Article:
At some point later in my life, I must have been around seven then,  I remember walking back home from school with my mum during a thunder-storm.  I listened to the thunder claps and felt that with every clap a little bit of the fear drained away.


Lightning is one of the most beautiful and powerful events in the natural world.  It’s also one of the most difficult to photograph due to unpredictability and speed.  Some interesting facts about lightning:

  • a strike can travel over 10miles from the storm cloud
  • can, on average, carry 10,000Amps and 100 million Volts
  • Crawling lightning (cloud to cloud) has been detected by radar travelling for 75miles distance.
  • it’s hotter than the surface of the Sun.
  • there’s loads more about lightning here

So anyway, unless you live near Lightning Alley in the USA then you’ll just have to be prepared, patient and keep an eye on the weather reports.  Here in the UK we tend to find that thundery storms usually follow a spell of warm weather, even more so if it’s been humid; you’ll notice that lightning has an ionising effect as the air usually feels fresher/cleaner after a storm.

There a few main factors you need to consider when photographing lightning:

  • Day or night?  If it’s daytime photography then you’ll most likely need a neutral density (ND) filter.  For night-time this isn’t so essential unless your environment suffers from a lot of light pollution.
  • Lens: as you can’t predict exactly where the next lightning strike is going to occur, it’s best to use the widest possible angle and you’ll have more a chance of getting it in frame.

Besides the above, it’s more or less playing around with aperture and keeping  ISO/ISA as low as possible.  The method is pretty simple and for it you’ll need a remote shutter release, wired or wireless:

  1. setup the camera on a tripod facing towards the direction of the storm.
  2. set lens to widest angle and attach a ND filter of desired strength (stronger for daytime)
  3. set camera to manual or bulb mode, where the shutter speed is dictated by the length of time shutter button is depressed.
  4. using either manual or auto focus (AF), set the focal point on the clouds – as a rule I generally manually focus to infinity and then dial it back slightly. If AF is used then once focussed, switch to manual to make sure the camera doesn’t try to refocus.
  5. Set aperture fairly high, at least f16, I usually set to around f22 – this is also very dependant on lighting conditions; it’s always best to take a few test shots.Lightning
  6. plug in your remote and depress the shutter button, lock with remote and wait – as soon as you see the strike end the exposure by unlocking the remote shutter release.
  7. the exposure time will vary considerably depending on your lighting condition, aperture, ND filter strength etc.

So there is it, a little fiddling, patients and luck should leave you with a nice photo; if it has lightning in it, that’s even better! 😛

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Sharpness & Depth of Field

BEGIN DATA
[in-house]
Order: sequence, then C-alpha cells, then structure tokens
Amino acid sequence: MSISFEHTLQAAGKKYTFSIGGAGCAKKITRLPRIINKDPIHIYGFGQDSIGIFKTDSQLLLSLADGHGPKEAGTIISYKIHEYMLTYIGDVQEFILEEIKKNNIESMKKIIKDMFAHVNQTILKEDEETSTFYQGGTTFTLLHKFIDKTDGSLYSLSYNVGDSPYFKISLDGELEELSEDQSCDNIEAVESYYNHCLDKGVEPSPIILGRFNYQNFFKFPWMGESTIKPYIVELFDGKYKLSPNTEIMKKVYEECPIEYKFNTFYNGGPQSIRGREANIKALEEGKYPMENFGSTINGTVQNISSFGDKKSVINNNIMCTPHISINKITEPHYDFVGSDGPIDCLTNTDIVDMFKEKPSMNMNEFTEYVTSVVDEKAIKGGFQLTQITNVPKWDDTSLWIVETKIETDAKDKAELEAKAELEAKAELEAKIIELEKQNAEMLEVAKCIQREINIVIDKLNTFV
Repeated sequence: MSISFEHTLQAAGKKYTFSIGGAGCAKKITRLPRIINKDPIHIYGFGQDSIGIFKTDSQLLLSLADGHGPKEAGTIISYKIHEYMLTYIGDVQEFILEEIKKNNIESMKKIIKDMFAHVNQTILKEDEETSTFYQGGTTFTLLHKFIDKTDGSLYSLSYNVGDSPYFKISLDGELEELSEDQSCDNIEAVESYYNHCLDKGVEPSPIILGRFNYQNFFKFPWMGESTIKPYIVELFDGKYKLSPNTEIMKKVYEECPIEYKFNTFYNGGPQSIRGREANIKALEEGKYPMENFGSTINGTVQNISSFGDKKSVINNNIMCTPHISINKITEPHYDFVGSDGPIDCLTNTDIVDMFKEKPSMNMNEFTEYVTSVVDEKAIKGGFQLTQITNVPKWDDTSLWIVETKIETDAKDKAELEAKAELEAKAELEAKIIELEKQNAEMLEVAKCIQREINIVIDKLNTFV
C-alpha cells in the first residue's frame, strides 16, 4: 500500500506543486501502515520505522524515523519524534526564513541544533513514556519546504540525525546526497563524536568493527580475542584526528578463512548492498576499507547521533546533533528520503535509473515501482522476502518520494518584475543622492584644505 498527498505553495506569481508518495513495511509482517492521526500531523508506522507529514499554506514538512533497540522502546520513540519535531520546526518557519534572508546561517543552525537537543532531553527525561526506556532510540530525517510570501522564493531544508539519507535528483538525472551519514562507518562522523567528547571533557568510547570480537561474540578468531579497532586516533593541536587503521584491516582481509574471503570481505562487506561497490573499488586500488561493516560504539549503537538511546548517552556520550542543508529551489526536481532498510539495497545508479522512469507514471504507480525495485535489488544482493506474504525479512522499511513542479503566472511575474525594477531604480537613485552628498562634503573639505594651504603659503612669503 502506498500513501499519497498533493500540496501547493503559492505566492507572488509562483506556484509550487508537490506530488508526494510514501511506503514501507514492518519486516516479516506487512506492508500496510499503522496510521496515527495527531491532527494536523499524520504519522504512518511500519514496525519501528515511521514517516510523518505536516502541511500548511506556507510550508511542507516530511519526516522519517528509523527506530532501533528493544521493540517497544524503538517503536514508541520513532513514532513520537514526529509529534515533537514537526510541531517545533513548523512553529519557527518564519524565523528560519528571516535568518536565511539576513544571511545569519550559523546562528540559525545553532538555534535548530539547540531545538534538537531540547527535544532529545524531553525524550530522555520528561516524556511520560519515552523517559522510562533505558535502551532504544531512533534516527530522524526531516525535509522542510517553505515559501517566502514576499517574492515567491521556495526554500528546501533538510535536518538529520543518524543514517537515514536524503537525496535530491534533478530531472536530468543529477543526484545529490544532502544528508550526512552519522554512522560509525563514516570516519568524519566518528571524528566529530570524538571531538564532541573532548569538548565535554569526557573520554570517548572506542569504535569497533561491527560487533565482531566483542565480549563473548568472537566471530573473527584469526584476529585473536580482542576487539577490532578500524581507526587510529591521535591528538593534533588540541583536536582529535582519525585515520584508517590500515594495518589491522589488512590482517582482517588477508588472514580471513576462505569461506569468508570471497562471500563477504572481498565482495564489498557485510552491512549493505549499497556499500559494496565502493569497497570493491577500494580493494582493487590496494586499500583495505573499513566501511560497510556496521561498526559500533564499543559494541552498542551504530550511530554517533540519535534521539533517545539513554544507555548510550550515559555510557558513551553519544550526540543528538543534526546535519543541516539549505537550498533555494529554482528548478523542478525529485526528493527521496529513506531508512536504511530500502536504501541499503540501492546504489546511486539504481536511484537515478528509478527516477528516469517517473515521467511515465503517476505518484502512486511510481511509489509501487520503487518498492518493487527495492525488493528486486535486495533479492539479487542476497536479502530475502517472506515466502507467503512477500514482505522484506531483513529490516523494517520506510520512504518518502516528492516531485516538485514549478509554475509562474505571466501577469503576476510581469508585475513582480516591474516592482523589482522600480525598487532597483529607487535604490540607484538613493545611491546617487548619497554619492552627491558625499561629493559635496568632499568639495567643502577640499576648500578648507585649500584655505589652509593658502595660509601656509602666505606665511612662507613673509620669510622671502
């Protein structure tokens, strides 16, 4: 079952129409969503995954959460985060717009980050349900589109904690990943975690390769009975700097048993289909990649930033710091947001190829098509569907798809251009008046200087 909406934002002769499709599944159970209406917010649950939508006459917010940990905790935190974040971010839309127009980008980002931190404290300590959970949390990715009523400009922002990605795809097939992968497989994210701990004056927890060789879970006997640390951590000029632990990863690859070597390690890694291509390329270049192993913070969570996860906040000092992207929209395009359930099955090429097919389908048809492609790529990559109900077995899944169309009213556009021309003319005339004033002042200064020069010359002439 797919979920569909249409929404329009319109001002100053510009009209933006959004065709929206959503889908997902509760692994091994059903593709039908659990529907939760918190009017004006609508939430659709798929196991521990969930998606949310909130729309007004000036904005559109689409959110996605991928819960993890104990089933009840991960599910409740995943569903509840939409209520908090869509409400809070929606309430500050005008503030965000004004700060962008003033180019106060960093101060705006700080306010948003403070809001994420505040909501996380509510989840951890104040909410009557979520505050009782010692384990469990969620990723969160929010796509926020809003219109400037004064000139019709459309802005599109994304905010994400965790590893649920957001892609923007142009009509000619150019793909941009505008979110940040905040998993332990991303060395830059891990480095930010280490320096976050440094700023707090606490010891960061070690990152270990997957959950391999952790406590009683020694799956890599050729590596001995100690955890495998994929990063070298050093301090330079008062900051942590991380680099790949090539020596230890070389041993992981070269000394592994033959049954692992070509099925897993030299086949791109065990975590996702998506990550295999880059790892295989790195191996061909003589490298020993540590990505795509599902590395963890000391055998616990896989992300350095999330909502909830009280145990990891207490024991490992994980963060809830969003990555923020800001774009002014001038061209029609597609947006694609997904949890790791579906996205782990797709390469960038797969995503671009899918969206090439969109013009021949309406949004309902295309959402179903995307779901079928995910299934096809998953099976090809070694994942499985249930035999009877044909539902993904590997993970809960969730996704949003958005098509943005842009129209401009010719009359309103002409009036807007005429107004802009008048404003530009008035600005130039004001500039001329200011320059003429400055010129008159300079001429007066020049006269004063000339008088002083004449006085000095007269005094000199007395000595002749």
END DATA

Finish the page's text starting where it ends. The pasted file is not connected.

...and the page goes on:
Sharpness and depth of field (DoF) are two very common elements of photography that help achieve very different outcomes.

Sharpness is pretty much what it says on the tin, it’s how in focus the image is.  The majority of SLR lenses tend to be sharper if they are stopped down to around f8 to f11, few are sharp wide open.  However, stopping down much further than f11 isn’t really going to improve image sharpness much, and in some cases can even begin to degrade image quality.  When talking about sharpness in this instance you’re talking about sharpness at a particular point on the image or put another way, the sharpness at a particular distance in the scene.

Another effect of stopping down/using a narrower aperture is that more of the image comes into focus, this is what is referred to as depth of field.  Depth of field can be used to great effect in photography and even in cinematography.  There may be times when you want to isolate the subject from distracting background/foreground and this can be achieved by using either a wider aperture or placing some distance between the subject and background/foreground such as in this photo:

Sweet spot

Focus is sharp on the drop of honey only

Landscapes and architectural photography generally require high DoF, so the priority here is not to concentrate on one point in the scene but to get as much in focus from front to back.  The only way this can be achieved is with a narrow aperture, which is why many wide-angle landscape lenses can stop all the way down to f22 and some even further to f36.  There is a trade-off here between optimal sharpness at one point in the image and overall focus, and some lenses handle narrow apertures much better than others.

In summary, there are instances where more DoF is required and a small sacrifice has to be made in order to to achieve that, and the amount of sacrifice will be dictated by the lens.

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You’ve Got Mail!

It’s been a long tiring day at work, you get home only to find that you can barely push the door open.  You manage to open it wide enough to squeeze inside and you see the problem…

….a pile of flyers that have built up over the day.